Top 15 Movies/Top 5 TV Shows
Last year's list
If you think you don't like silent movies, you obviously haven't seen The Kid Brother. Made in 1927, it stars the third member of the silent comedy trio: Harold Lloyd (we now remember Keaton and Chaplin, but Lloyd is mostly forgotten.) It's a hilarious, clever, heart-warming little film which has aged incredibly well. Watch here.
It Happened One Night was a totally unexpected delight. It's one of the finest road trip romances, and the template for many a romcom thereafter. Clark Gable and Claudette Colbert star as a pair of reluctant fellow travelers, on their way to the Big Apple. He's a failing journalist; she's an heiress on the run. When he discovers her secret, they strike a deal: he'll ensure she gets to New York if she'll let him have the story. Inevitably, once the two begin to overcome their prejudices, love finds a way. Made in 1934, the film has held up incredibly well - notably, it won five Oscars (Best...Picture, Actor, Actress, Director, Writing), and even now has a 98% positive rating at Rotten Tomatoes.
Mission: Impossible - Rogue Nation was just absurdly fun. I wouldn't go so far as to say it's The Avengers of spy movies (no, I mean, like superhero Avengers, and not the actual Avengers of spy movies), but Rogue Nation may be as perfect as the Mission: Impossible franchise will ever be. Whereas Bond and Bourne lean more towards a Nolan Batman vibe (to continue the superhero similes), this - with its face-masks and "your mission, should you choose to accept it" - is inescapably campy territory. When the franchise tried to be something different (cough, cough, M:I-3) or take its own glamour seriously (cough, cough, M:I-2), it inevitably stumbles. Happily, Rogue Nation strikes just the right balance. Written review - podcast review.
Back to the Future is everything great about the 80's: it's Ferris Bueller and time travel and skateboards and nostalgia and bad special effects and Huey Lewis and the News. In the film, the reason the story is so self-consciously about life in the 80's is because Marty McFly's an ambassador to the past, showcasing the 80's as the Future. Now, it feels like Back to the Future preserved the period in a time capsule rather than a time machine. Blessedly free of the angst of modern teenager films, it discards the common Disney Parents As Villains trope and attempts to see life from their point of view. Marty's mom and dad are almost more important than he is to the story. This was great.
Mad Max: Fury Road is an insane movie. It's about a very long car chase. There are war-painted jihadis there who clean their teeth with chrome and want to go to Valhalla and women who have decided to dump the harem and hit the road. There is a guy with a flame-throwing electric guitar. Charlize Theron is the star. Around all the craziness, I'm not entirely sure this is a good movie, but I feel the peer pressure and am putting this here instead of The Shaun the Sheep Movie.
High Noon is a cookie-cutter Western, but with a ticking clock to rival The Bourne Identity's. It clocks in at 84 minutes, and takes place in (almost) real time, as death approaches, as inevitable, as inescapable as the creeping minutes. This film is seen by many as a metaphor for McCarthyism. Seeing it now, without that context, I think mostly of modern menaces on free speech and exercise of principle. The genius of the film is that it does not confine itself to particular political circumstances - and its story remains fresh today. My review.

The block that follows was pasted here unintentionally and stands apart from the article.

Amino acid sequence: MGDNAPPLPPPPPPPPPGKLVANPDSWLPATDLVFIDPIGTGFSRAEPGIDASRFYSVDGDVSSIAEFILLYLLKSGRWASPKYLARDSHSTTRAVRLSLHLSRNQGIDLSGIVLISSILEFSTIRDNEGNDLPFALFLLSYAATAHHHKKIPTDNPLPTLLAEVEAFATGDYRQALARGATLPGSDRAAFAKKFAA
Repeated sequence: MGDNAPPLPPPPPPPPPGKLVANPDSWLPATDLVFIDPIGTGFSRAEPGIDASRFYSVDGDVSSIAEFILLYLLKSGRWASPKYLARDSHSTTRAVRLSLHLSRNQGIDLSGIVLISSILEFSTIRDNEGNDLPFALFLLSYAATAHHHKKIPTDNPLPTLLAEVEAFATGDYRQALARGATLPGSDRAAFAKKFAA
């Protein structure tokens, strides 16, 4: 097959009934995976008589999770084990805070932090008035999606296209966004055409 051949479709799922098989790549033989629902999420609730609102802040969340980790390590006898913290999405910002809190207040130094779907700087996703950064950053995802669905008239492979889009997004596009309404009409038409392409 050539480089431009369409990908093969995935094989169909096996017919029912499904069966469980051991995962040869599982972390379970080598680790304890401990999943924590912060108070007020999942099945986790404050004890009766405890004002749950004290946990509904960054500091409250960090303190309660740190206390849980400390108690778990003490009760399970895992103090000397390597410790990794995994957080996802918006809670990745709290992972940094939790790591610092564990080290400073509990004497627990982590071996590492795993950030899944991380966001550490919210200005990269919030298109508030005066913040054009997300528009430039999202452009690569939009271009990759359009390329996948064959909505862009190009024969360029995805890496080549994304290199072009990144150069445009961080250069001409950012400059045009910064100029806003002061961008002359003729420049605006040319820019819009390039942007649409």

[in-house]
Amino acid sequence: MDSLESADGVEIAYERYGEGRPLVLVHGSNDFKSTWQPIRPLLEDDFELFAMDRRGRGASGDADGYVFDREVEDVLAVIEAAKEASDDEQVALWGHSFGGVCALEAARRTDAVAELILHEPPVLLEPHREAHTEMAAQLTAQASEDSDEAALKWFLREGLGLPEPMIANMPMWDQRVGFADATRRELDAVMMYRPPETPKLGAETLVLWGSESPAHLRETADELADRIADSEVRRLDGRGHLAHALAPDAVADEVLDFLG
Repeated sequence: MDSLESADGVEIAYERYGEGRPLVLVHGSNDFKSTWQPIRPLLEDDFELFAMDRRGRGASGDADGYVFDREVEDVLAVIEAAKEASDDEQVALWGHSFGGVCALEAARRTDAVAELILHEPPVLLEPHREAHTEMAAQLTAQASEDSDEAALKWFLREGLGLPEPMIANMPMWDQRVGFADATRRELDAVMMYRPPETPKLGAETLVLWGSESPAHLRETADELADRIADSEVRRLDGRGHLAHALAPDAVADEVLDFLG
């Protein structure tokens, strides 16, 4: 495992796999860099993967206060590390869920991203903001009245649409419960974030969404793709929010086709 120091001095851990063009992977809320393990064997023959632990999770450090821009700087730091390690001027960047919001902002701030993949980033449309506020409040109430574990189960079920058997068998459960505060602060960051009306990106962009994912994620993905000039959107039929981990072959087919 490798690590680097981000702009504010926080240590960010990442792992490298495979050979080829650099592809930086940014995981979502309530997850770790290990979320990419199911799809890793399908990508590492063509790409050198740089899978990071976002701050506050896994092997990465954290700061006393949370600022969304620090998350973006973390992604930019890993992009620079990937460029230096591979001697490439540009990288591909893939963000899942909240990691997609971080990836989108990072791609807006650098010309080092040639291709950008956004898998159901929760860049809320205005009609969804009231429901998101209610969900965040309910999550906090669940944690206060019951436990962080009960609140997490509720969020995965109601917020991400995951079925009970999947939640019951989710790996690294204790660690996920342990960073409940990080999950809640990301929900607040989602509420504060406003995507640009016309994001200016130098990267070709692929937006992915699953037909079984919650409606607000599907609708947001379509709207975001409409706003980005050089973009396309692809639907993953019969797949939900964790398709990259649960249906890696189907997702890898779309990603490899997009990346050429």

The Lego Movie is simply one of the most creative things I've seen in ages. Not only does it take place in a sumptuously-designed, incredibly complex CGI world, but it's packed with intelligent political and economic commentary. (I find it just as difficult to believe as anyone else.) And Liam Neeson plays an Irish Lego cop who's worth the price of admission.
Enchanted April is a very gentle, intelligent movie about four women. They're exhausted with their lives, exhausted with England, exhausted with men. One of the four, frazzled and middle-aged but with a gift for prophecy, decides to go to Italy on holiday. It's a crazy idea, completely beyond her means, but they band together and decide to attempt it. You won't believe what happens next...
Mission: Impossible introduced me to Simon Pegg, and I proceed to movie-stalk him throughout the rest of his hilarious career. While I enjoyed Hot Fuzz and The World's End, Shaun of the Dead has to be my favorite of the Blood and Ice Cream trilogy. Shaun is a lazy slacker, shackled to his layabout mate, Ed. Essentially, they are zombies - a fact the film makes much of in a series of visual puns. When the real zombies appear, Shaun has to get his life together to save - well, not the world, but at least the nearest pub.
Far From the Madding Crowd is not a perfect movie, but it's gloriously shot, beautifully scored, paced reasonably well and has an excellent cast. Its sense of honor and loyalty manages to undercut the more saccharine aspects of the plot, and overall I found it a satisfying, old-fashioned romance.
It speaks to Bob Hoskins' genius that he was just as perfect playing Micawber as he was an ill-tempered gumshoe, Eddie Valiant, in Who Framed Roger Rabbit. Even more surprising - that he can make you take the source of Eddie's ill-temper seriously. A cartoon killed his brother. "Toons," he growls bitterly - and you can tell he means it.
I'd heard about Firefly for ages. It gained legendary status following its martyrdom to the coffers of evil Fox executives, merely halfway through its first series. But let's be fair: it really is good. It combines the two great American genres - space operas and westerns - with a bit of Joss Whedon flair, in a thoroughly original universe. And this is serious world-building here, of a quality rare in scifi or fantasy these days. On top of that, it's headed up by the hilarious Nathan Fillion. While the rest of the cast is a little uneven (British casts have me spoiled), in classic Whedonesque style, they are all quickly established and form an interesting, varied, unpredictable team. Watch the first four episodes free on Hulu.